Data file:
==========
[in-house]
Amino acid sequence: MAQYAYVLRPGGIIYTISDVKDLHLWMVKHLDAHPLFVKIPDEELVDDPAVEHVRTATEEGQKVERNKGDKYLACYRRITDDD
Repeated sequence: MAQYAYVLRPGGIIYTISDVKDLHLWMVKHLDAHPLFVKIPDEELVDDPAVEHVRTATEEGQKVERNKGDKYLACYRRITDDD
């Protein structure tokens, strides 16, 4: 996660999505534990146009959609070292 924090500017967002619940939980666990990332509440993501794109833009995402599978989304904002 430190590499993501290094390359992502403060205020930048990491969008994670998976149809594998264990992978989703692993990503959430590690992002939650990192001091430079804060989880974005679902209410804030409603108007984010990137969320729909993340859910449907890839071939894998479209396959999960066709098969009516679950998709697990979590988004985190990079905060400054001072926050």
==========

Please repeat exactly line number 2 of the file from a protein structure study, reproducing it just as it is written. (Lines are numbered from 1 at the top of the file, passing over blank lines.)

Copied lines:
Amino acid sequence: MAQYAYVLRPGGIIYTISDVKDLHLWMVKHLDAHPLFVKIPDEELVDDPAVEHVRTATEEGQKVERNKGDKYLACYRRITDDD